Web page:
Entrepreneurial GVSU grad finds success with cold-weather masks

Twelve months ago, being in the “mask industry” was a niche business field. Now, Jordan Vanderham has found it easy to pitch wearing and buying masks to potential clients.

“It’s been helpful to have the social acceptance of having something on your face,” says Vanderham, founder of Orindi Gear.

Orindi produces cold-weather masks that help filter air safely for workers in below-freezing temperatures, such as cold-weather storage and outdoor construction.

Vanderham founded Orindi in 2016, while he was a student at Grand Valley State University. 

Pitching the product

Being a founder and entrepreneur wasn’t new for Vanderham. While he was a student at West Ottawa High School, he founded Vandergen, an organization that taught elementary students about renewable resources. Add being a member of the band, theater, and Science Olympiad, and Vanderham has been building his presentation and entrepreneurship skills from a young age.
While at Grand Valley, Jordan Vanderham developed a mask that makes it easier to breathe while working or playing in below-freezing air.
After developing his initial proof of concept mask at GVSU, he started participating in collegiate entrepreneurship pitch competitions across the Midwest, including events hosted by Grand Rapids-based incubator Start Garden. But Vanderham still didn’t expect to own a business after graduation.

“It was never my direct intention,” says Vanderham. “It was just continual effort through pitch competitions, building validation.”

Something larger

His first indicator of Orindi being something larger than a side gig was at a pitch competition when a judge came up to him after his presentation. The judge said he thought Vanderham was going to be a “mute engineer” but that, after listening to the Orindi pitch, he knew Vanderham was the figurehead of the company. 

“That was a really cool validation that I can hopefully transition from being the nerd of a company to being the CEO or at least a sales-level individual.”

The second indicator came during his senior year at GVSU, after he received a full-time offer from an engineering firm where he interned. He turned down the offer surprisingly fast and decided to commit full time to Orindi. 

Grateful for mentors

After five years of Orindi as a viable company, Vanderham says the highs and lows of entrepreneurship can become a burden. Because he is primarily working solo, he has days where being motivated can be challenging. He says you have to give yourself grace in an entrepreneurial role. That’s why Vanderham is appreciative and committed to the mentors and supporters in his career. One resource he tapped was Lakeshore Advantage's SURGE Boostcamp, a 16-week program that helps entrepreneurs validate their startup business ideas.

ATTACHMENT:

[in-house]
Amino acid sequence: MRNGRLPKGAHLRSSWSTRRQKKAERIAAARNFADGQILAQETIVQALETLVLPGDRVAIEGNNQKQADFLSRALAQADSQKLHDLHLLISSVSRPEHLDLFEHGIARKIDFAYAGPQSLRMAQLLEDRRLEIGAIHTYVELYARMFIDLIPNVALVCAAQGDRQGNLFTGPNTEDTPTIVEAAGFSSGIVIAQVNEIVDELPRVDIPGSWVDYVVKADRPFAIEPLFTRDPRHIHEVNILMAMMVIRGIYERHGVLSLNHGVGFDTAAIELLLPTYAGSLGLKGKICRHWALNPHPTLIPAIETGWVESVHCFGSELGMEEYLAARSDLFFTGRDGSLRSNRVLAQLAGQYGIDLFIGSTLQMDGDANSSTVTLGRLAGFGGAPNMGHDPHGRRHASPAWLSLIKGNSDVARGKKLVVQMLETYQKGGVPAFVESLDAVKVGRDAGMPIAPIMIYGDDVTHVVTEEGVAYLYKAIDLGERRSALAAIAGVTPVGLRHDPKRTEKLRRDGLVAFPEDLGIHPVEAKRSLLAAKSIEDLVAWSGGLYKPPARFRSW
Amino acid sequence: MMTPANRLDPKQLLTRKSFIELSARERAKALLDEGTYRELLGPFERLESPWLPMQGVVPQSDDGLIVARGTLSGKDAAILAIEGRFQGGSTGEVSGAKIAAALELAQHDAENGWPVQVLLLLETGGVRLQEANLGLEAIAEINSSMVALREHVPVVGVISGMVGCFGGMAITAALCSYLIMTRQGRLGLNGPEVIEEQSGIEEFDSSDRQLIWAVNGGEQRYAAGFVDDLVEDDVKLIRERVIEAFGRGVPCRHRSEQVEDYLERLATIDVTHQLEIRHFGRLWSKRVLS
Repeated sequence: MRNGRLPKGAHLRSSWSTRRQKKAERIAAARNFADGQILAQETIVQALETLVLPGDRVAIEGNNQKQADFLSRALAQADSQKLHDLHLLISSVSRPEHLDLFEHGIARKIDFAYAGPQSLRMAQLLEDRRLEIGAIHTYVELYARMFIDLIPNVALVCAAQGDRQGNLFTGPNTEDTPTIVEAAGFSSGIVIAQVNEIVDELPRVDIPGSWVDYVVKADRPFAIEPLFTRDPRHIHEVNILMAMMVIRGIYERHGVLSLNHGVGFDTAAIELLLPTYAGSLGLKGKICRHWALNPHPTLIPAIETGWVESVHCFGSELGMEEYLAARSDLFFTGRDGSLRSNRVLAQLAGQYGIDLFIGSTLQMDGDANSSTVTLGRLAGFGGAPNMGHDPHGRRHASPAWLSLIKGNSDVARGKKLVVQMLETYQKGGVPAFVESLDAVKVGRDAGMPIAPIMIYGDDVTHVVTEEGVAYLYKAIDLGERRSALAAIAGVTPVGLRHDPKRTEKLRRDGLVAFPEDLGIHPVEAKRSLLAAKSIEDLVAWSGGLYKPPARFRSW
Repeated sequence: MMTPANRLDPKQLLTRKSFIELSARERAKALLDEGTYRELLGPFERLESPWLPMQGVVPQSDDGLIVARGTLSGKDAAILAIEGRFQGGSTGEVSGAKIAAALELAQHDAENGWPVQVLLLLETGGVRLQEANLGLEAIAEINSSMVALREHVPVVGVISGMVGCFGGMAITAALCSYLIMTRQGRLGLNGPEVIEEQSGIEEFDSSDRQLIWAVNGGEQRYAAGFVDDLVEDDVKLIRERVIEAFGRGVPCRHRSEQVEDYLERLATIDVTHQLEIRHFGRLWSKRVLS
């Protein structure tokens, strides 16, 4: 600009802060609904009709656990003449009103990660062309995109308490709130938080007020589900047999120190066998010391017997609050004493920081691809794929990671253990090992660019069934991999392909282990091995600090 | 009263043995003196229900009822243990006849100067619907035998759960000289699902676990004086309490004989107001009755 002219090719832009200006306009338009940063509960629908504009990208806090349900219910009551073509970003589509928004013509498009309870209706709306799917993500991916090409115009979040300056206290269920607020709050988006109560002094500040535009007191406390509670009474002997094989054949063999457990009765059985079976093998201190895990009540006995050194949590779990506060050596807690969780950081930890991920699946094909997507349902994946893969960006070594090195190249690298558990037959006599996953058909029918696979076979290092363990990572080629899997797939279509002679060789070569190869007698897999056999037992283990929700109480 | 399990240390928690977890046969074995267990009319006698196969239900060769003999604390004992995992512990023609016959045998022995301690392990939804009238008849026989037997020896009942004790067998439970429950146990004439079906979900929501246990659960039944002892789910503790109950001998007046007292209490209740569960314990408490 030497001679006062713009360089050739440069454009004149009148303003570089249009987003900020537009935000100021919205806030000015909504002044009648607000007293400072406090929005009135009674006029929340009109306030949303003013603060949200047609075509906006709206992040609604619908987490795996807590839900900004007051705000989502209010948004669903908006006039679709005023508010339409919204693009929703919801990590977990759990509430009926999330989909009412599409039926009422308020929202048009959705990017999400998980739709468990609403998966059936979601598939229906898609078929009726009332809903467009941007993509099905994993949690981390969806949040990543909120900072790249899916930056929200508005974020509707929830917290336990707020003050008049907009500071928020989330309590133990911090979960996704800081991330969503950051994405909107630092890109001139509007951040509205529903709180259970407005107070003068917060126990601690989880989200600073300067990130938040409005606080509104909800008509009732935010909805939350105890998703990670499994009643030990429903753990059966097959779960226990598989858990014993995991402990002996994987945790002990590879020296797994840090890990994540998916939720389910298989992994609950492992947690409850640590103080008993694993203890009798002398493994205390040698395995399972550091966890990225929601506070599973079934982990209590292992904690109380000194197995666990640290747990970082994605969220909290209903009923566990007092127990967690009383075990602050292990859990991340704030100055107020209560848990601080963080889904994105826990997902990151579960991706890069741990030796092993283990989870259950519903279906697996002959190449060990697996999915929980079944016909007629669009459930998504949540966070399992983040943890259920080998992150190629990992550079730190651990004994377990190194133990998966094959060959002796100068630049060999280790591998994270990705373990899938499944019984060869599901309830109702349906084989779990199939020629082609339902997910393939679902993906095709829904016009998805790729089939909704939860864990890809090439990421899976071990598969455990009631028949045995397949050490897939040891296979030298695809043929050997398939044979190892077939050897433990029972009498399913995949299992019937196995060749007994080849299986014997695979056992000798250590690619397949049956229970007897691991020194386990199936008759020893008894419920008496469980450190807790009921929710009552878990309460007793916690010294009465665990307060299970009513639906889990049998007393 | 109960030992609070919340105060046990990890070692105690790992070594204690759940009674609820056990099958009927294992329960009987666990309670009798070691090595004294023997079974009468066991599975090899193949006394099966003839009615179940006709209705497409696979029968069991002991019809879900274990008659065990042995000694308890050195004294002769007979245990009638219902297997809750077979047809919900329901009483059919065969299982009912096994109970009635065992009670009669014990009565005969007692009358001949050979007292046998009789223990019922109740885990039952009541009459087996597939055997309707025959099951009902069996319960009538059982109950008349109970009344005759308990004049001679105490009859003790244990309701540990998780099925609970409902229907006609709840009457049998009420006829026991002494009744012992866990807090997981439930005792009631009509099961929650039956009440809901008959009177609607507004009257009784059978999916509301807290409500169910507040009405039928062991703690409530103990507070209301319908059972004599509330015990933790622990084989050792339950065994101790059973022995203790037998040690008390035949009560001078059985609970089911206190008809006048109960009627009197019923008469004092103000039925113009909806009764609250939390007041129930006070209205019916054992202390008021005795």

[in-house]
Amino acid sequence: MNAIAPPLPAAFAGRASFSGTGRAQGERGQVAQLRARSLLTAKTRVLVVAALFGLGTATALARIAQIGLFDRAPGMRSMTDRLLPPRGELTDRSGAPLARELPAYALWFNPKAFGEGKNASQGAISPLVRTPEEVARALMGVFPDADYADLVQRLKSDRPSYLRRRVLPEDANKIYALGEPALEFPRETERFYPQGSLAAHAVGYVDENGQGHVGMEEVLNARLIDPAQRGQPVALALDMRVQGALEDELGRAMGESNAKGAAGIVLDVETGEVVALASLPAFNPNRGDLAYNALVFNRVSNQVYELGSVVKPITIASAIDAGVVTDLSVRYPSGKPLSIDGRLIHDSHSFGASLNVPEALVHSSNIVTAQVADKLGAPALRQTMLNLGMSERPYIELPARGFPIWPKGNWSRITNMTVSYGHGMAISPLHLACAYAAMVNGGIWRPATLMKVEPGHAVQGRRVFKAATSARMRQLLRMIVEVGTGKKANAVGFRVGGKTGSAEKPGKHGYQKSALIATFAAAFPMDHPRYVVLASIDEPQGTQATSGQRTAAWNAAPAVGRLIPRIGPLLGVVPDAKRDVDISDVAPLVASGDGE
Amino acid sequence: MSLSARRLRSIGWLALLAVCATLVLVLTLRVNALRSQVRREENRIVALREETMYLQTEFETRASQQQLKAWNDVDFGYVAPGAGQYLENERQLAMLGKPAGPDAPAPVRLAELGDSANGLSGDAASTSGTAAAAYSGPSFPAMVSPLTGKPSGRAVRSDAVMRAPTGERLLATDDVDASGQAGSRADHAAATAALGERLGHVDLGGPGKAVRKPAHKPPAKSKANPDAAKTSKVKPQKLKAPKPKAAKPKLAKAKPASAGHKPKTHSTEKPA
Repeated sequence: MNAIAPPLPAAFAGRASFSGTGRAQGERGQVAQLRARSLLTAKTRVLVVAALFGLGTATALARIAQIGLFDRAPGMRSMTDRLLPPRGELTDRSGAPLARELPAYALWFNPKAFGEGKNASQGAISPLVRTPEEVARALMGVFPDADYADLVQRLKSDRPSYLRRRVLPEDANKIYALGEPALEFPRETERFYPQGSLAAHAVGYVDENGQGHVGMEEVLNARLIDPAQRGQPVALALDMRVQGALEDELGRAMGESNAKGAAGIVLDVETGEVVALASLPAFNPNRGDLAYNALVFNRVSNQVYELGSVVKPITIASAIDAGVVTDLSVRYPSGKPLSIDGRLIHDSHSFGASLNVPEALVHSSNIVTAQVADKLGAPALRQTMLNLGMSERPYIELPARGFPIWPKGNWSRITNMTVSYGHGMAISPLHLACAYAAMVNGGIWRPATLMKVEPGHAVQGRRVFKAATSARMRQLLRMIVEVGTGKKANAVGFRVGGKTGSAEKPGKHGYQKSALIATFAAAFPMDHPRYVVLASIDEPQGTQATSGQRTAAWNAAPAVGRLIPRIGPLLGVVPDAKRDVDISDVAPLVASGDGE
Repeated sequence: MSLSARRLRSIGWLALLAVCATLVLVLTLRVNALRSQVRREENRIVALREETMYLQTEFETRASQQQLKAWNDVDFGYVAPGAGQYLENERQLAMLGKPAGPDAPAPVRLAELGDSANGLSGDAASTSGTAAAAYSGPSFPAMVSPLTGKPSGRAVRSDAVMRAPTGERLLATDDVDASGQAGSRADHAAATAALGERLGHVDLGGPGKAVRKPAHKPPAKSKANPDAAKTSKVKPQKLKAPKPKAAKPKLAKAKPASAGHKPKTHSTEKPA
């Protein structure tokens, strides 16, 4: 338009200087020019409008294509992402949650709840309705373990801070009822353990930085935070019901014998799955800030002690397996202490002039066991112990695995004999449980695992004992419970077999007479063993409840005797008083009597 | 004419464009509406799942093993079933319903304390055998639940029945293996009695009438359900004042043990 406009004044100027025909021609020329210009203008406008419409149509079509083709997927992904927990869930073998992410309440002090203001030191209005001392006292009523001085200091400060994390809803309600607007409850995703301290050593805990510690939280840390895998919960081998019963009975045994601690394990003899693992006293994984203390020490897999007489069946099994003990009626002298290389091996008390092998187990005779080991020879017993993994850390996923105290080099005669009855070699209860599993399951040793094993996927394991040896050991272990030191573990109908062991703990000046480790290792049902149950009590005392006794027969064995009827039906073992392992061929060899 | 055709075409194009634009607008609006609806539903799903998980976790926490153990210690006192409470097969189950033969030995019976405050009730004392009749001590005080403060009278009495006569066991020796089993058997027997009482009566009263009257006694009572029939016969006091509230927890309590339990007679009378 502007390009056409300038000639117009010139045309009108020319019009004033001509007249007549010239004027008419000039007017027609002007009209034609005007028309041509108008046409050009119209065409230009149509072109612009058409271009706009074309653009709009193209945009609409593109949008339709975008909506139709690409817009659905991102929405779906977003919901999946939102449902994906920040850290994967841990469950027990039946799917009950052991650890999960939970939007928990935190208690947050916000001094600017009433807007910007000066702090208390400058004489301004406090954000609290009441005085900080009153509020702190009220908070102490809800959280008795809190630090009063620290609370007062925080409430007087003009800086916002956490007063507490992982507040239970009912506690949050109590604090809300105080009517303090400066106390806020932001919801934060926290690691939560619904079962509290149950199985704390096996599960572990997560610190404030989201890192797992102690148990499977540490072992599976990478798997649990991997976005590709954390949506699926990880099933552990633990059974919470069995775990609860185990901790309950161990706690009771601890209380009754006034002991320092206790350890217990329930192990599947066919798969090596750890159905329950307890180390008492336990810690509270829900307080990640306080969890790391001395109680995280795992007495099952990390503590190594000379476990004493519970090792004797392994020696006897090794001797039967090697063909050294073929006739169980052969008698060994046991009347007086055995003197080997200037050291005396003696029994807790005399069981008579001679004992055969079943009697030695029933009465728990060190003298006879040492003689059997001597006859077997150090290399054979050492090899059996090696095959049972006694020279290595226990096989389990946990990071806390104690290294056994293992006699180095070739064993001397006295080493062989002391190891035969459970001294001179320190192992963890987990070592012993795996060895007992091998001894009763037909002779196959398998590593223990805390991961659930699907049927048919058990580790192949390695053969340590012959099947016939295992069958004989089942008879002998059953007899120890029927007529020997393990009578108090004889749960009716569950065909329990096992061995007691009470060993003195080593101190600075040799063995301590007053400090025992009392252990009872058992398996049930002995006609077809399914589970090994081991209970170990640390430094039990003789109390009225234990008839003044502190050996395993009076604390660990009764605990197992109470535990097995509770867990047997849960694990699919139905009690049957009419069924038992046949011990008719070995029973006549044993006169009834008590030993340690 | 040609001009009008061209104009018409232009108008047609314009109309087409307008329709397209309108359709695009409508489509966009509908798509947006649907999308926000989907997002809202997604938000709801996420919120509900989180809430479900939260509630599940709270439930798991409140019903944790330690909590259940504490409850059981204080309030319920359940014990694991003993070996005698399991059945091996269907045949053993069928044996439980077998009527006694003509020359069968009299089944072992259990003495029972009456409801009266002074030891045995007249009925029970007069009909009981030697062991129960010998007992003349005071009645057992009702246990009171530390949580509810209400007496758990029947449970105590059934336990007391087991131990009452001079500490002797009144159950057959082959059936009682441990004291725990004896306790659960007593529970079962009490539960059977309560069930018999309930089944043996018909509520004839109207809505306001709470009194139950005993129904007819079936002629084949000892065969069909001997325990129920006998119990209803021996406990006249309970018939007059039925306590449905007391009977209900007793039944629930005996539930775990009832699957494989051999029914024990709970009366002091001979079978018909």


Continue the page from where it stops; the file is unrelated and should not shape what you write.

While at Grand Valley, Jordan Vanderham developed a mask that makes it easier to breathe while working or playing in below-freezing air. "Lakeshore Advantage has provided us a network of mentors to turn to when we stumble and seek insight. These mentors have already passed through the stage where we are and guide us in the right direction," Vanderham said. "The other startups that Lakeshore Advantage supports have become colleagues we can grow with and a community as launching a company is not an easy ride. They have also educated us directly through the SURGE Boostcamp program. I couldn't learn this information in college so understanding the foundational skills of validating an idea has given us the confidence to push Orindi forward."

Mentors have been key to his success. 

“I have a lot of mentors, and those are the people that keep me on track,” he says. “From faith to relationships, to the company, to tasks.” 

Even though the pandemic has made it easier for Vanderham to sell his product, Orindi has faced its challenges. Last spring, at the height of the pandemic, he was unable to sell his product because most clients and potential clients had been closed. But he saw the need for mask production and joined forces with local health and manufacturing organizations to produce 70,000 face shields. 

Staying motivated

What keeps Vanderham motivated to keep pushing Orindi’s vision of solving the simple problem of breathing cold air is his personal struggle with breathing. As a child, Vanderham had cold-induced asthma and was forced to stay inside and fear the cold air. 

“It’s to help little Jordan when he was growing up, and there’s a problem to be solved,” he said of his company’s purpose.

Vanderham hopes that Orindi will one day expand past industrial use to help scale to other sectors where cold air-breathing is an issue. He continues to lean on the supportive West Michigan community and hopes that his journey will help inspire other up-and-coming entrepreneurs. 

“Do good work, be good to people, and eventually you’re rewarded or people come back to you for support,” he says. 

Visit Orindi Gear’s website to learn more about their products and purpose, or connect with Jordan Vanderham at jordan@orindigear.com.

Read more articles by Luke Ferris.

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